Cytosol is the fluid that’s found inside living cells. More specifically, it’s the water-based fluid in which organelles, proteins and other structures of the cell live. Also known as the cytoplasmic matrix, it constitutes most of the intracellular fluid (ICF). Cytosol is often confused with cytoplasm, however, which is an entirely different entity within a cell.
While cytosol refers to the water and anything soluble that is dissolved in it, such as soluble proteins and ions, the cytoplasm consists of cytosol and certain insoluble suspended particles (e.g., ribosomes).
As you may already know, the cell is the basic unit of life. Every living being in the world is made of billions upon billions of cells, which are responsible for a number of essential life processes. The function of these cells is determined by tiny organs (or organelles) that are present inside the cell.
Cytosol is a crucial cellular component that provides structural support for these organelles.
You see, a cell is like a plastic bag filled with fluid. The fluid it contains is the cytosol, while the bag itself is the cell membrane.
The majority of cytosol is water, which makes up nearly 70% of the total volume of a cell. While the pH of the intracellular fluid is 7.4, human cytosolic pH lies between 7.0-7.4, and is typically higher when the cell is growing. In addition to water, cytosol also consists of small molecules, dissolved ions and large water-soluble water molecules (e.g., proteins).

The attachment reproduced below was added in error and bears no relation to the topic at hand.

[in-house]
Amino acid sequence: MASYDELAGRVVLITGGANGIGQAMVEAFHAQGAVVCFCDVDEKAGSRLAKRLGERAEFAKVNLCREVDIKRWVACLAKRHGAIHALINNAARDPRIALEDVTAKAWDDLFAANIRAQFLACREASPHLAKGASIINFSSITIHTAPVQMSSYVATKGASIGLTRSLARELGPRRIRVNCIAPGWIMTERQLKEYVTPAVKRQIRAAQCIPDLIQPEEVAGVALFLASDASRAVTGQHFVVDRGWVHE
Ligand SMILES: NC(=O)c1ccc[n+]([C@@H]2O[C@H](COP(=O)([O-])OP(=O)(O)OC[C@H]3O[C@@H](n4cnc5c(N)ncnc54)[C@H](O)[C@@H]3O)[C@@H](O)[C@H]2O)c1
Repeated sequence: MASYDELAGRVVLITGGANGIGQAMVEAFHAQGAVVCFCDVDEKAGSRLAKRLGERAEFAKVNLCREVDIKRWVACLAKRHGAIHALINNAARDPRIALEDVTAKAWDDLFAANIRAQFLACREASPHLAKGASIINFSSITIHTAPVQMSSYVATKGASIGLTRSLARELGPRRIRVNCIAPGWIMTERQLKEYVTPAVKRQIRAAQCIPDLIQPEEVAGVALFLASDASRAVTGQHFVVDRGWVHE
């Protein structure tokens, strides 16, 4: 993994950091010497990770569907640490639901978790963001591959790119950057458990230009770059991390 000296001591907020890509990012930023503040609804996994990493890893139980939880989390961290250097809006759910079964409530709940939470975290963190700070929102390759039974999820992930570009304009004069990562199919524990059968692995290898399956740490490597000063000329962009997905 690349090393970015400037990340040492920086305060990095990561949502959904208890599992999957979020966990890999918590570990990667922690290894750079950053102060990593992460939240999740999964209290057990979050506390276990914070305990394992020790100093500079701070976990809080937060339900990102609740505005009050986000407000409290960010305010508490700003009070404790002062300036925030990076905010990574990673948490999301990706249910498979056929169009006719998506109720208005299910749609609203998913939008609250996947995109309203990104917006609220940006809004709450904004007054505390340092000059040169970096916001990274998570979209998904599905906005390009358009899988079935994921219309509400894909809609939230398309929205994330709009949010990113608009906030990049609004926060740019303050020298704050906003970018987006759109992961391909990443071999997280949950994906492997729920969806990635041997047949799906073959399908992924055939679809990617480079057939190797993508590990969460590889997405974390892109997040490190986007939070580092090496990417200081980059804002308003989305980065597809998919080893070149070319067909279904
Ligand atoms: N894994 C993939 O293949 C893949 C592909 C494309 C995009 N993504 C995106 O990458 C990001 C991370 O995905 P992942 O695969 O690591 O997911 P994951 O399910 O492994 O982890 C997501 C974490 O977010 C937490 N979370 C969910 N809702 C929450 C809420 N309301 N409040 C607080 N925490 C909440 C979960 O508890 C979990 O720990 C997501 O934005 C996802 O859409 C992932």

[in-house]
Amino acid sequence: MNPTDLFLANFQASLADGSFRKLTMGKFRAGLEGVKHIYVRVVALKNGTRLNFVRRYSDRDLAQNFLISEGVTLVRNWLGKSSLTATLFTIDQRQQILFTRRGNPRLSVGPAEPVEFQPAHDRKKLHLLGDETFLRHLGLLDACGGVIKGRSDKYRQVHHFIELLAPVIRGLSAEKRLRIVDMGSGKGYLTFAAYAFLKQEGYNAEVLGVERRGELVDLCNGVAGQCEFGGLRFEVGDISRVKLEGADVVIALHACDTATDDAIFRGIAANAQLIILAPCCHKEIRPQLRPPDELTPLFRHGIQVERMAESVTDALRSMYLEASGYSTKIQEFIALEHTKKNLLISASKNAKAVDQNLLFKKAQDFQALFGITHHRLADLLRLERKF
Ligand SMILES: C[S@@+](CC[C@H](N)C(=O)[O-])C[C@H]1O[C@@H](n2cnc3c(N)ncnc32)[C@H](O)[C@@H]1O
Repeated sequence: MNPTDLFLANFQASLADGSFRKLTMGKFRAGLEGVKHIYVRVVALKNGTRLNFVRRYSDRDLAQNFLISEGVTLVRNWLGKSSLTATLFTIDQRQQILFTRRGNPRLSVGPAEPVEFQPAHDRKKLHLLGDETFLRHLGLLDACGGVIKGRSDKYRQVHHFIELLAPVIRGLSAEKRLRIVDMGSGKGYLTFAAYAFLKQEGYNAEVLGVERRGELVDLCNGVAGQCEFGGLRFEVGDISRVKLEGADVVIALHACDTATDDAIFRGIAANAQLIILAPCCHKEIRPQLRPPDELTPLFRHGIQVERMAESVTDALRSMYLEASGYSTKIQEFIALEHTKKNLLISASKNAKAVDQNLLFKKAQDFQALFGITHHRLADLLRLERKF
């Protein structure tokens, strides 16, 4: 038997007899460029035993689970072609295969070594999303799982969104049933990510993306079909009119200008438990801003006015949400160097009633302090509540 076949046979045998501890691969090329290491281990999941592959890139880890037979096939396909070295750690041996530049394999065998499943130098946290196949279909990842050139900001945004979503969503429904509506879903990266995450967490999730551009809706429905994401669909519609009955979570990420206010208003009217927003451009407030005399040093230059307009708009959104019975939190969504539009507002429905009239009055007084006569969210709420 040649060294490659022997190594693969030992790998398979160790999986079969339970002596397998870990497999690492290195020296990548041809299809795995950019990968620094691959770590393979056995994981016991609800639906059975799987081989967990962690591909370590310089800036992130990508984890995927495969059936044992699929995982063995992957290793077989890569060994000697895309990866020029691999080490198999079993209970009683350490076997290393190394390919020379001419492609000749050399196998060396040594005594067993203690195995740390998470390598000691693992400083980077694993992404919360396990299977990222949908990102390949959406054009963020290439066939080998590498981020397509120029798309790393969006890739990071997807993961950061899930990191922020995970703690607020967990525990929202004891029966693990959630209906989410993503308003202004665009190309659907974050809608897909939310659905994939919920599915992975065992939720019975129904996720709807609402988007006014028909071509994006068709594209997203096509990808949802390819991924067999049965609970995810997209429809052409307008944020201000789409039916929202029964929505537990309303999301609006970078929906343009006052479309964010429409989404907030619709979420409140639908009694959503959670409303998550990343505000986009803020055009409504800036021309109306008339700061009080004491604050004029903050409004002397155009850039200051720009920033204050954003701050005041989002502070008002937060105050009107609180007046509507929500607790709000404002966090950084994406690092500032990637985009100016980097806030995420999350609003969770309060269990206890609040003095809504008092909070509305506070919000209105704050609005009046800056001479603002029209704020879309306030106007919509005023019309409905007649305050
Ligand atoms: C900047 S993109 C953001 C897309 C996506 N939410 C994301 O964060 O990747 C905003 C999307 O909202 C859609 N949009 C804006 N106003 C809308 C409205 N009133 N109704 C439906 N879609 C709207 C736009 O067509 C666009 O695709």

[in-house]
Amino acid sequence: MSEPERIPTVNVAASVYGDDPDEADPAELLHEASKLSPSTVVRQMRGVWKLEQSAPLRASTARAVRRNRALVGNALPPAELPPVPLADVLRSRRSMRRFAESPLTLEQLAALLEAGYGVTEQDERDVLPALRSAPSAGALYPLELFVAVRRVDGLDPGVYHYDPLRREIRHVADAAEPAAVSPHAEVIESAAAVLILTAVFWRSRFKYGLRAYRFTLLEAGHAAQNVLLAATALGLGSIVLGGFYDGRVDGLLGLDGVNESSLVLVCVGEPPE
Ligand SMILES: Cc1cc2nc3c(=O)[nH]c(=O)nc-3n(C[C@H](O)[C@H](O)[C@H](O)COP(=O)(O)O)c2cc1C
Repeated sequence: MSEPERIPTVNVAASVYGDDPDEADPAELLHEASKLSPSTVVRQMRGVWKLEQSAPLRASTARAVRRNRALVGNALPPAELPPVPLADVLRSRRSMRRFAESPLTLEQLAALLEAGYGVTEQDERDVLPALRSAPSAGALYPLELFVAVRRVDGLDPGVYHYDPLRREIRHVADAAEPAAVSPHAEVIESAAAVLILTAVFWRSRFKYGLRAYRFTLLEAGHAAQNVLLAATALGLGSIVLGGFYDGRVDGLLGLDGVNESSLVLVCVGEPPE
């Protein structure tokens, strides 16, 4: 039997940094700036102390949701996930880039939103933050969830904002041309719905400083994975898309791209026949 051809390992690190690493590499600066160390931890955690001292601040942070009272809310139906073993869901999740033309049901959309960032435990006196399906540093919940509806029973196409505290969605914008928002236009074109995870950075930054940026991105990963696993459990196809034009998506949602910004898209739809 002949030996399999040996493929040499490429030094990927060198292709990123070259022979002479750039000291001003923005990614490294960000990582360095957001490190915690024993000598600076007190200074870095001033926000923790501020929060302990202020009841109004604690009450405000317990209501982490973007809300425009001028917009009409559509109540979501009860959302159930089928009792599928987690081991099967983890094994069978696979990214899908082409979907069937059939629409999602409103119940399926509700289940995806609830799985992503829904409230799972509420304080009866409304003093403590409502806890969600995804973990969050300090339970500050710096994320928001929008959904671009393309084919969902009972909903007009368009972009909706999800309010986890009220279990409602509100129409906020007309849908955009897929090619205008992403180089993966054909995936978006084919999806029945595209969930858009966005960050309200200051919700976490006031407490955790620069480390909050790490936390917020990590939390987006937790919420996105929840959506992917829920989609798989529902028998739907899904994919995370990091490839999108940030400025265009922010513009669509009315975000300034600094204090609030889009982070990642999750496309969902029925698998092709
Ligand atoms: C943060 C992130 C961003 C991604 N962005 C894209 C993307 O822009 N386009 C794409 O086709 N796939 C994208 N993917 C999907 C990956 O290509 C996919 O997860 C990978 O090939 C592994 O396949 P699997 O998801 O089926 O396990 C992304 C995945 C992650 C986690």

Note that the concentrations of the other ions present in the cytosol are different from those ions present in the extracellular fluid. In addition to that, higher amounts of charged macromolecules (e.g., proteins) and nucleic acids are present inside the cytosol than outside of the cell structure.
Interestingly, cytosol does not have a single, well-defined function; rather, it serves as a site for a number of intracellular processes (e.g., signal transduction – a cellular mechanism that converts a stimulus into a response within the cell, from the cell membrane to sites present within the cell).
A number of enzymatic activities require cytosol, as enzymes often require certain pH levels, salt concentrations and other environmental conditions that are appropriately fulfilled by cytosol. In addition to that, cytosol provides structural support to organelles. In fact, most cells depend on the volume of cytosol to make space for chemicals to move within the cell.
Cytosol vs Cytoplasm
Cytosol is often confused with cytoplasm, but these two are entirely different entities related to a living cell. While cytoplasm consists of all the contents found inside a cell (excluding the nucleus), cytosol is just the liquid or aqueous part of the cytoplasm. In other words, cytoplasm is the area of space outside the nucleus and consists of cytosol and other organelles.
It is important to note that cytosol is a critical element of the cytoplasm. In a prokaryotic cell, cytosol is the host of almost all chemical reactions and metabolic processes that take place within the cell. Also, cytosol is the site for cell communication, while cytoplasm plays host to certain large-scale processes, such as cell division and glycolysis.
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